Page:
The Open Championship is maybe the toughest of the four majors to predict on an annual basis, especially right now. At the Masters and the U.S. Open, you have clear-cut favorites who have performed splendidly in recent years. Jordan Spieth and Bubba Watson at Augusta National. Dustin Johnson and Brooks Koepka at the U.S. Open. Even the PGA Championship has Rory McIlroy and Justin Thomas. But The Open is, as it probably should be, far more ambiguous.

With that in mind, let's try and sort through some recent trends as well as some recent history at Open Championship venues to find the 25 golfers most likely to win the third major of 2018.

1. Marc Leishman (Best finish — T2 in 2015): I legitimately had no idea who to put in this space (more on that in a minute). Leishman has rocked across the pond, though, where he has three top 10s in his last four Opens, including a playoff loss at St. Andrews in 2015. He also finished in the top 10 earlier this year at the Masters. So laugh now but thank me later when you win your fantasy pool.

2. Sergio Garcia (2nd in 2007): He also has three top-10 finishes in his last four outings at Opens, and he was the runner-up in 2007 at Carnoustie when Padraig Harrington won in a playoff. I can't believe I'm touting somebody who has a single 70th-place finish and five missed cuts in his last six PGA Tour events, but here we are. I'm also encouraged by multiple top 15s on the European Tour after the U.S. Open.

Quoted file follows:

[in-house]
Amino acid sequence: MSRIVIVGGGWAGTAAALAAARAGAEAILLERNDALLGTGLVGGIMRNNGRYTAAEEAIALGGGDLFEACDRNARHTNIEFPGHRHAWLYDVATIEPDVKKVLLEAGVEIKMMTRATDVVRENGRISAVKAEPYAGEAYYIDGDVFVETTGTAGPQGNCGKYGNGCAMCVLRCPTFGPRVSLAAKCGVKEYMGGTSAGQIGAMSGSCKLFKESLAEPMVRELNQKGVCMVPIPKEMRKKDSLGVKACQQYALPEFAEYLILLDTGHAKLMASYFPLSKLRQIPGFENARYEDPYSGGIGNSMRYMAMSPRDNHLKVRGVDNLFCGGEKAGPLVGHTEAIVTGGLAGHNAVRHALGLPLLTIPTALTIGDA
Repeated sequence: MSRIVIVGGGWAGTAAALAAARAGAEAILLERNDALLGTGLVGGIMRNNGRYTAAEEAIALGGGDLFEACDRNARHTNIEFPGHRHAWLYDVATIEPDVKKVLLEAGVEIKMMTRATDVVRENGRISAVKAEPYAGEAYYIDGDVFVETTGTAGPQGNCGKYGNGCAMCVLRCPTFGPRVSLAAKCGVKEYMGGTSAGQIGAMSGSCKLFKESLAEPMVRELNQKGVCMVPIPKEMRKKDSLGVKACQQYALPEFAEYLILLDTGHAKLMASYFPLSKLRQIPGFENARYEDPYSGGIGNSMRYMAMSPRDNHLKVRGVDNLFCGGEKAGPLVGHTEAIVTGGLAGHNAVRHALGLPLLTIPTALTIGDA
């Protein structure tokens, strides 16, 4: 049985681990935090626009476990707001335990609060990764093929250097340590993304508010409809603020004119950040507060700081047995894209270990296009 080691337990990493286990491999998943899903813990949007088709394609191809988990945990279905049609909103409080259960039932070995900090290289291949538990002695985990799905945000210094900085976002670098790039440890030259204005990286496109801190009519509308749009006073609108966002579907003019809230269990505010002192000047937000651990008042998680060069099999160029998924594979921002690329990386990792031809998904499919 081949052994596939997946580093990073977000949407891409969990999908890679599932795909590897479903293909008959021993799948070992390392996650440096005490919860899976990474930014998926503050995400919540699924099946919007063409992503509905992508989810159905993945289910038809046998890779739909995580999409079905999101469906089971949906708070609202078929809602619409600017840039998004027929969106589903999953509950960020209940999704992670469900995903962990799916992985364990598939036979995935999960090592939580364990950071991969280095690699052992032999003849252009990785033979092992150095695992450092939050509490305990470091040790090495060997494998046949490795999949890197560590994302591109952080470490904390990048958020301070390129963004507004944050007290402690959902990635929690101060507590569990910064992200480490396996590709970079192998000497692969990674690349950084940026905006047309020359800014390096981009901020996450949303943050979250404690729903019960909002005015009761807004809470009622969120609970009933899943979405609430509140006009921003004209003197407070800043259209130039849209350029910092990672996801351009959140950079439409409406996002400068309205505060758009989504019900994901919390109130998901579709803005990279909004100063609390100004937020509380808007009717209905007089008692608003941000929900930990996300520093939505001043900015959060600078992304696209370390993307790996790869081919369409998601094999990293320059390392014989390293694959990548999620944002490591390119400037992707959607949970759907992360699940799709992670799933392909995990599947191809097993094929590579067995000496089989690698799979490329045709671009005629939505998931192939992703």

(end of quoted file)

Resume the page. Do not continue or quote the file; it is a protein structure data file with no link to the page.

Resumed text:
3. Rickie Fowler (T2 in 2014): Fowler has a lot of misnomers about his career thus far, but chief among them might be that he's been elite at Opens. He's been fine -- two top 10s in eight appearances -- but he has as many top 20s in the last three Opens as you do. Regardless, he's coming off a strong showing at the Scottish Open, and a wicked test at insurmountable Carnoustie feels like it has name written all over it (don't listen to me, though, I picked him for the first two majors of the year).

4. Brooks Koepka (T6 in 2017): The two-time U.S. Open champion has finished in the top 10 in each of his last two appearances at The Open. If anybody is going to stare into and flex on the North Sea, it's going to be Koepka. He's been nails at major championships in the past few years, too. Koepka has 12 top-20 finishes in his last 15 majors and hasn't missed a cut since 2013.

5. Tommy Fleetwood (T27 in 2017): Made his first cut last year at Birkdale, but he's seemingly made to contend at these events. All the ball flights plus an attitude perfect for winning either Open (he's been top five in each of the last two in the U.S) should play well at Carnoustie.

6. Rory McIlroy (Won in 2014): I did not see myself putting McIlroy, Garcia and Leishman in the top six of my rankings before doing the research, but it's not without a little punch behind it. McIlroy's average finish (average finish!) in the last five Opens (excluding missed cuts) is 3.3. He won in 2014 and has two other top-five finishes to go with a missed cut and a missed event (St. Andrews). "Toughest test in the Open rota" doesn't exactly scream "Rory McIlroy," but the data is the data. He was low amateur here in 2007.